The potential threat from near-Earth asteroids can sometimes seem purely theoretical, an academic exercise in how orbits are calculated and refined. But when we start quantifying possible damage from an asteroid strike, the issue becomes a little more vivid. Modeling potential impact points all over the planet, a University of Southampton (UK) team has worked out some stark numbers. The University’s Nick Bailey presented the results at the recent Planetary Defense Conference in Washington.
The researchers put a software package called NEOimpactor to work on asteroids under one kilometer in diameter and assumed an impact speed of 20 kilometers per second. Obviously, larger objects are out there and the impact velocity is arbitary, but asteroids in this size range seem to hit the Earth every 10,000 years, frequent enough that the next one that does hit will probably fit this description. Says Bailey:
‘The consequences for human populations and infrastructure as a result of an impact are enormous. Nearly one hundred years ago a remote region near the Tunguska River witnessed the largest asteroid impact event in living memory when a relatively small object (approximately 50 metres in diameter) exploded in mid-air. While it only flattened unpopulated forest, had it exploded over London it could have devastated everything within the M25.’
Indeed, while a 100 meter asteroid could cause relatively localized damage across several countries, doubling the object to 200 meters causes tsunamis on a global scale, assuming an oceanic hit. In terms of casualties, the study sees China, Indonesia, India, Japan and the US as the most vulnerable, though obviously a direct hit on any heavily populated area would be catastrophic.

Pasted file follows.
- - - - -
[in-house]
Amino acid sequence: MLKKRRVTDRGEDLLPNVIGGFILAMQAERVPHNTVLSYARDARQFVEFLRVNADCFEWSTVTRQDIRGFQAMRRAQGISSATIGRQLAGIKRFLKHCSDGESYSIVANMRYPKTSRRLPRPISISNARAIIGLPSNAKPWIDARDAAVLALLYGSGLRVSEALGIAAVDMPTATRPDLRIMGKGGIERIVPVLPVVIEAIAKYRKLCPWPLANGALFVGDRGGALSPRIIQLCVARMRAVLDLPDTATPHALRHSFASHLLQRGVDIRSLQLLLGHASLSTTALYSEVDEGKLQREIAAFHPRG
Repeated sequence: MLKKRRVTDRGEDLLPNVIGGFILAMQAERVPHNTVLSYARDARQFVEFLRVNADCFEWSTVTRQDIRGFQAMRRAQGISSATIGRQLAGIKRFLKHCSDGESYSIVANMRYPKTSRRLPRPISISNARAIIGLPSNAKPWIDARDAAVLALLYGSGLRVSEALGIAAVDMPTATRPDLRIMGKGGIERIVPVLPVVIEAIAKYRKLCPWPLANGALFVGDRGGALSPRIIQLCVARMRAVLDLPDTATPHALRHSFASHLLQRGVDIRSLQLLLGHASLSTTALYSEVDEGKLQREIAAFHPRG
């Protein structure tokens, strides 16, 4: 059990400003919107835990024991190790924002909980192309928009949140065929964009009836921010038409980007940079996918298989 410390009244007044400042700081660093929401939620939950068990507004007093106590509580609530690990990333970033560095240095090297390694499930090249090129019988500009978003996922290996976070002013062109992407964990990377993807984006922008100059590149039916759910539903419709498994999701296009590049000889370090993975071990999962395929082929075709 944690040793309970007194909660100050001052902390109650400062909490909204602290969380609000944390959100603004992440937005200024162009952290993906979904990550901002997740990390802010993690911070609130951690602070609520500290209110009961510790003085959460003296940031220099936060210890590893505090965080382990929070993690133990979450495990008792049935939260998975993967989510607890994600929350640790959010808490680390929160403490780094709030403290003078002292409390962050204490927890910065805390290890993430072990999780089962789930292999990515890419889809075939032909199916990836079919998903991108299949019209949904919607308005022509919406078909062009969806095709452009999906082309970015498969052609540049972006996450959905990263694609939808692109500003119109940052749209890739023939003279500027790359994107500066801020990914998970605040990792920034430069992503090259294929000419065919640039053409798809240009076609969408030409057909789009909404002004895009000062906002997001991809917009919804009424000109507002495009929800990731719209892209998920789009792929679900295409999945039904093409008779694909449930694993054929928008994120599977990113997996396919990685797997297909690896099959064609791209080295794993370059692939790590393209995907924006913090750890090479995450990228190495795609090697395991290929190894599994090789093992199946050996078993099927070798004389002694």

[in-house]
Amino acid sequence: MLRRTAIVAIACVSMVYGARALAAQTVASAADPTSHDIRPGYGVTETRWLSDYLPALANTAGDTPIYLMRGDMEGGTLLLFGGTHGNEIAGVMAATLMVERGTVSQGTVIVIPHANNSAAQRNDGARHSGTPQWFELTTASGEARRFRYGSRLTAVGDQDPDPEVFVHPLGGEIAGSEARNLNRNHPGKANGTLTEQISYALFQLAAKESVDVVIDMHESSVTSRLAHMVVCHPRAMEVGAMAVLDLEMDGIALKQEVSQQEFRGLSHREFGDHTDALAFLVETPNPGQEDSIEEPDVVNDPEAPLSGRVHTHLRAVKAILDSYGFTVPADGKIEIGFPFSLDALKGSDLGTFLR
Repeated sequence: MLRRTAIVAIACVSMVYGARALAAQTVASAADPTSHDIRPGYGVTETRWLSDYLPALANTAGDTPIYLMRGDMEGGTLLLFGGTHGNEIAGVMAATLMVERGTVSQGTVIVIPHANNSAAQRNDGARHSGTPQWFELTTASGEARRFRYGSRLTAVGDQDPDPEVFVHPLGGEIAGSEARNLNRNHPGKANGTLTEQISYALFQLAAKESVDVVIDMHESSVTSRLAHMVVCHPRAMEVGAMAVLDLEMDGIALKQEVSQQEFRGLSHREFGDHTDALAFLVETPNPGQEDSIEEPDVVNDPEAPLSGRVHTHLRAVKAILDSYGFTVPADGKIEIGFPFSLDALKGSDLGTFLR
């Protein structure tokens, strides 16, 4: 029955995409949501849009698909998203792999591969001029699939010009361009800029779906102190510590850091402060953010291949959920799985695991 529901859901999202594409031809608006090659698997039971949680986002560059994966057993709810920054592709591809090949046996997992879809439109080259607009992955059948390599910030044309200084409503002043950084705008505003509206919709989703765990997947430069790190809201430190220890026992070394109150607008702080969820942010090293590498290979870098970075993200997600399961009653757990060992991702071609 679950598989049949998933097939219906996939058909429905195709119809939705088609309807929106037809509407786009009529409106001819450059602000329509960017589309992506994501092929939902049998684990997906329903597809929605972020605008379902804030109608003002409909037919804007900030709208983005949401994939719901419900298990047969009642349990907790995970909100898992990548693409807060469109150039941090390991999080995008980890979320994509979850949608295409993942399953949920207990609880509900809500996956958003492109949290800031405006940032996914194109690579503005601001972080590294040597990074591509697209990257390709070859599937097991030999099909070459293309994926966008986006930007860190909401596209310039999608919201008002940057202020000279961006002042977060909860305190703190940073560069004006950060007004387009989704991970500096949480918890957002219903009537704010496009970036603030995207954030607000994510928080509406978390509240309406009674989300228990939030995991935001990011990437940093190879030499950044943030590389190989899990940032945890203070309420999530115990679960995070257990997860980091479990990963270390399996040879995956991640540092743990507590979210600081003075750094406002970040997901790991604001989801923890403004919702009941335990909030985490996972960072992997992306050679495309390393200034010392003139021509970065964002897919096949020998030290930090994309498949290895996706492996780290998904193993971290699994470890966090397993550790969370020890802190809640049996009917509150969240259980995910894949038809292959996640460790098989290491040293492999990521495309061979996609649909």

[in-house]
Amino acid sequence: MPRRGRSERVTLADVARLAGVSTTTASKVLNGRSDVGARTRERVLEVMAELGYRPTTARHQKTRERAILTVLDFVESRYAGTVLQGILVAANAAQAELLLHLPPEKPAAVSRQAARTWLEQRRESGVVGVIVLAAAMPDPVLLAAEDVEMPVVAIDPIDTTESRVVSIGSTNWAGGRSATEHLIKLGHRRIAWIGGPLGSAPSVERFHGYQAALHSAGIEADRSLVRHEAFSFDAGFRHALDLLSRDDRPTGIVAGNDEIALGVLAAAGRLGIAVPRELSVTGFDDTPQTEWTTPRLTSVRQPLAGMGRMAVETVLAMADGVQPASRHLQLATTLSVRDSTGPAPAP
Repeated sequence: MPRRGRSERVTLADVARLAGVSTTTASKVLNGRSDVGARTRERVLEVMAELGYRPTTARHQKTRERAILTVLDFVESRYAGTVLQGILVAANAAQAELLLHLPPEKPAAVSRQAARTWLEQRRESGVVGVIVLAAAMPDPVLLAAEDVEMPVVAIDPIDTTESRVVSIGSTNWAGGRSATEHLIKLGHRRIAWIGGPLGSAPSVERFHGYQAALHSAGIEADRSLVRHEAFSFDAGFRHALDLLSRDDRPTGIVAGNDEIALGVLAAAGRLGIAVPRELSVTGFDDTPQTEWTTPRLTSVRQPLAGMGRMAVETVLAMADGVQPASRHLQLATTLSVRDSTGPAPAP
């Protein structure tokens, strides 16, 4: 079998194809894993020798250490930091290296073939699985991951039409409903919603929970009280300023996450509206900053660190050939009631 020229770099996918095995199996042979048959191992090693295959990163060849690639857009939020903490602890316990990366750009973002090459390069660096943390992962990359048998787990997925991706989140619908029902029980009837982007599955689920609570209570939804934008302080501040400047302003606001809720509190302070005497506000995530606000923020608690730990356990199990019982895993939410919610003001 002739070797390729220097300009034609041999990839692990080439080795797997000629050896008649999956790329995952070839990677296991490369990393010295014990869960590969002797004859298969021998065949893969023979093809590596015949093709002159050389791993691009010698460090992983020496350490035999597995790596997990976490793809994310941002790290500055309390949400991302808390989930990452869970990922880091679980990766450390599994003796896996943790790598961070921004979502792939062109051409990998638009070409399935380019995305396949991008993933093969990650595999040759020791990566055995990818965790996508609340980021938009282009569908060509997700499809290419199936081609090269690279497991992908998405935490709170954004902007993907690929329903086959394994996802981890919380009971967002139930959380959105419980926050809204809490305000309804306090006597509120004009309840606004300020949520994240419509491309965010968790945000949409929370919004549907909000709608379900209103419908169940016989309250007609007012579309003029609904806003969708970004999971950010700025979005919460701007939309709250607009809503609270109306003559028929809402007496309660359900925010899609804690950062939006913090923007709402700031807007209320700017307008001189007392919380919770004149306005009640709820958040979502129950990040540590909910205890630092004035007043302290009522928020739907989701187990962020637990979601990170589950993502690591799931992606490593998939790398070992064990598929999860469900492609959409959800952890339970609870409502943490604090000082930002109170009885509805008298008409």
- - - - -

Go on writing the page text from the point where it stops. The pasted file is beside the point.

Economically speaking, where the infrastructure is tells much of the tale. Put dense development along the coastlines of economically prosperous areas and you open yourself to the threat of tsunamis and earthquakes emmanating from a wide variety of impact areas. Sweden’s long coastline thus places it in high danger economically, while an impact in the north Atlantic could send devastating tsunamis into both Europe and America. Severe economic effects would clearly result from a strike involving China or Japan.
Image: The areas of maximum infrastructure vulnerability following an asteroid impact. Credit: Nick Bailey/University of Southampton.
Although we’re currently engaged through projects like the Spaceguard survey in cataloguing NEOs larger than one kilometer in diameter, the smaller objects represented in the Southampton study are largely undetected. The risk of being blindsided by such an object emphasizes our need to develop a space-based observation platform for tracking asteroids of this size, along with providing more accurate information about the movements of larger Earth crossers. Bailey again: “The threat of the Earth being hit by an asteroid is increasingly being accepted as the single greatest natural disaster hazard faced by humanity.”